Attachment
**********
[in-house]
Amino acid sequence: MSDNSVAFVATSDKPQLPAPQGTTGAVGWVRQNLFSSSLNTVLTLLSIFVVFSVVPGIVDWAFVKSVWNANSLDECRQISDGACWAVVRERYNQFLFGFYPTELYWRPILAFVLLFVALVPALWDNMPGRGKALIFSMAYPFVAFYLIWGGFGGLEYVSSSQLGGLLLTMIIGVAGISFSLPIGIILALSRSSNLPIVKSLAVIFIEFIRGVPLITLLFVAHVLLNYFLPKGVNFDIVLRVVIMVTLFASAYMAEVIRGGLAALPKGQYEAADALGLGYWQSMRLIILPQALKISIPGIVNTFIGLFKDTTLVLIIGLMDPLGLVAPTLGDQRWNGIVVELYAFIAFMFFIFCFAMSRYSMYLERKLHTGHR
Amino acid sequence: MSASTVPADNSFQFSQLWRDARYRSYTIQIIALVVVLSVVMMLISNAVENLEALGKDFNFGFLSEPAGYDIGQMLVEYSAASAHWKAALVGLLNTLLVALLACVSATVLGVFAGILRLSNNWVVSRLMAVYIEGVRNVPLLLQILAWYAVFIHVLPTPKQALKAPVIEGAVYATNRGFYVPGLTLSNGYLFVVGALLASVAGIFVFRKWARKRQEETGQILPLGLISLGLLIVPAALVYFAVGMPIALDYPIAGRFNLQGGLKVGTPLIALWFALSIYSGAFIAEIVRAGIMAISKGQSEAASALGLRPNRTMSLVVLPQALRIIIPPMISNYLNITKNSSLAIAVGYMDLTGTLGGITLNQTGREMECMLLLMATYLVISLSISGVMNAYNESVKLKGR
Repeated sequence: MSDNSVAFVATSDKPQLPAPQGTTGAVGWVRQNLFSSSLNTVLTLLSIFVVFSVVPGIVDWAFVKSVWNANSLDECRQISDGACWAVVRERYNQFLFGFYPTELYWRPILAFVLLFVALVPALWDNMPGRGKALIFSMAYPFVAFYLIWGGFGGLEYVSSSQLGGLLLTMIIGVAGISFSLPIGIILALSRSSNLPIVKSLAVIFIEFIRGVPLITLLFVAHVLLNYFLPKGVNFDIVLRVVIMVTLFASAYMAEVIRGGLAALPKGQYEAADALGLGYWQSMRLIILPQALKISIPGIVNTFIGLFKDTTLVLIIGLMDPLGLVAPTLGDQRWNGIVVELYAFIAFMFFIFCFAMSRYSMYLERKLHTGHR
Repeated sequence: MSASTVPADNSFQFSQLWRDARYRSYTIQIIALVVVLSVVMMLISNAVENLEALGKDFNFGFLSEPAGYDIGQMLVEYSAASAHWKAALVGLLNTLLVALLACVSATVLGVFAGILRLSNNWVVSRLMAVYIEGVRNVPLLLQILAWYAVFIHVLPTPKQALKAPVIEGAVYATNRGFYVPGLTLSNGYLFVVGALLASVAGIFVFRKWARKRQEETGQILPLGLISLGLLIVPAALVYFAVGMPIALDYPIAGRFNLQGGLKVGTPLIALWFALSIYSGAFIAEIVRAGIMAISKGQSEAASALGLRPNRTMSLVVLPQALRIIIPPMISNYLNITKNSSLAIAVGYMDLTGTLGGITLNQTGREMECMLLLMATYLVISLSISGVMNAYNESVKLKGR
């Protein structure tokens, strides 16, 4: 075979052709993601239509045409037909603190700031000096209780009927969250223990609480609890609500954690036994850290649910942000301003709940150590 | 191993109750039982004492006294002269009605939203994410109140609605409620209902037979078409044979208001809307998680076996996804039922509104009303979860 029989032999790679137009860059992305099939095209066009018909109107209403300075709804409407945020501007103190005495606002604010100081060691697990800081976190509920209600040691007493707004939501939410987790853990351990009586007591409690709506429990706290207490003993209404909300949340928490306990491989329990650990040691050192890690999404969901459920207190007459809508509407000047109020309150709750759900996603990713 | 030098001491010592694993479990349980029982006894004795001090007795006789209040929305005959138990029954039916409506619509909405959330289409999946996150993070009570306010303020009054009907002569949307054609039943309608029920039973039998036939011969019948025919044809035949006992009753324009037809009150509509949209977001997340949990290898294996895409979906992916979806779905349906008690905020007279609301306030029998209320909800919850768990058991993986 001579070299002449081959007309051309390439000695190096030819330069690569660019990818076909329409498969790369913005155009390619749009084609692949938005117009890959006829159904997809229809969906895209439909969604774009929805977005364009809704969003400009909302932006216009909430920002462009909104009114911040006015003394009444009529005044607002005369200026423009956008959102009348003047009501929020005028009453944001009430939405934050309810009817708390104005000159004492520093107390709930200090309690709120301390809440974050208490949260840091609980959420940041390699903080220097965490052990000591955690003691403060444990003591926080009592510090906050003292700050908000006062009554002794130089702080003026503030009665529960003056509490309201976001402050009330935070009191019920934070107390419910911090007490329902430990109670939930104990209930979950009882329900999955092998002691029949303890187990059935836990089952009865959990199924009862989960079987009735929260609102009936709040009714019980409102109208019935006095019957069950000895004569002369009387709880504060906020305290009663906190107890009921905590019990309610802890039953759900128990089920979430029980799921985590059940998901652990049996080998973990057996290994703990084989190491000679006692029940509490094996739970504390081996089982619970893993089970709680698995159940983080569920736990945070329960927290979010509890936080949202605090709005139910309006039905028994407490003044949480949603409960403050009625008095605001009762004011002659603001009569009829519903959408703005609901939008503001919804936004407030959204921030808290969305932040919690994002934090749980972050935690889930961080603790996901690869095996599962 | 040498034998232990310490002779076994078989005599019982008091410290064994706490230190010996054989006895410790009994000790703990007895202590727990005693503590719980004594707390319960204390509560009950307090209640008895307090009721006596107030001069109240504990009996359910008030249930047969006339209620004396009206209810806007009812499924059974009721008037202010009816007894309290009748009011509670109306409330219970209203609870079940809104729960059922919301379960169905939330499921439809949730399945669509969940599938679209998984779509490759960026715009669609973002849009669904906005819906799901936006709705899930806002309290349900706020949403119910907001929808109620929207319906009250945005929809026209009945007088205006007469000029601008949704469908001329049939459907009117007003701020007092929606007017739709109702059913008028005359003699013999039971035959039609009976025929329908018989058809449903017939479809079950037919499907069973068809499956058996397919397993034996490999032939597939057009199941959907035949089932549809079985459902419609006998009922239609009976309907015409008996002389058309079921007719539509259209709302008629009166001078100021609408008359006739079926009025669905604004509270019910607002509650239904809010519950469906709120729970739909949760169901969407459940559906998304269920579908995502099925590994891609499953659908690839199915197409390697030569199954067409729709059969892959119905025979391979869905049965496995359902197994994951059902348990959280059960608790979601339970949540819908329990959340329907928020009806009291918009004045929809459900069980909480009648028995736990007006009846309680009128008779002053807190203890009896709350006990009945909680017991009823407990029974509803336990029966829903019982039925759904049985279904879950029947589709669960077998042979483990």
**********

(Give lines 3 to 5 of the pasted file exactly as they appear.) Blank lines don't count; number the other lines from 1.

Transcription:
Amino acid sequence: MSASTVPADNSFQFSQLWRDARYRSYTIQIIALVVVLSVVMMLISNAVENLEALGKDFNFGFLSEPAGYDIGQMLVEYSAASAHWKAALVGLLNTLLVALLACVSATVLGVFAGILRLSNNWVVSRLMAVYIEGVRNVPLLLQILAWYAVFIHVLPTPKQALKAPVIEGAVYATNRGFYVPGLTLSNGYLFVVGALLASVAGIFVFRKWARKRQEETGQILPLGLISLGLLIVPAALVYFAVGMPIALDYPIAGRFNLQGGLKVGTPLIALWFALSIYSGAFIAEIVRAGIMAISKGQSEAASALGLRPNRTMSLVVLPQALRIIIPPMISNYLNITKNSSLAIAVGYMDLTGTLGGITLNQTGREMECMLLLMATYLVISLSISGVMNAYNESVKLKGR
Repeated sequence: MSDNSVAFVATSDKPQLPAPQGTTGAVGWVRQNLFSSSLNTVLTLLSIFVVFSVVPGIVDWAFVKSVWNANSLDECRQISDGACWAVVRERYNQFLFGFYPTELYWRPILAFVLLFVALVPALWDNMPGRGKALIFSMAYPFVAFYLIWGGFGGLEYVSSSQLGGLLLTMIIGVAGISFSLPIGIILALSRSSNLPIVKSLAVIFIEFIRGVPLITLLFVAHVLLNYFLPKGVNFDIVLRVVIMVTLFASAYMAEVIRGGLAALPKGQYEAADALGLGYWQSMRLIILPQALKISIPGIVNTFIGLFKDTTLVLIIGLMDPLGLVAPTLGDQRWNGIVVELYAFIAFMFFIFCFAMSRYSMYLERKLHTGHR
Repeated sequence: MSASTVPADNSFQFSQLWRDARYRSYTIQIIALVVVLSVVMMLISNAVENLEALGKDFNFGFLSEPAGYDIGQMLVEYSAASAHWKAALVGLLNTLLVALLACVSATVLGVFAGILRLSNNWVVSRLMAVYIEGVRNVPLLLQILAWYAVFIHVLPTPKQALKAPVIEGAVYATNRGFYVPGLTLSNGYLFVVGALLASVAGIFVFRKWARKRQEETGQILPLGLISLGLLIVPAALVYFAVGMPIALDYPIAGRFNLQGGLKVGTPLIALWFALSIYSGAFIAEIVRAGIMAISKGQSEAASALGLRPNRTMSLVVLPQALRIIIPPMISNYLNITKNSSLAIAVGYMDLTGTLGGITLNQTGREMECMLLLMATYLVISLSISGVMNAYNESVKLKGR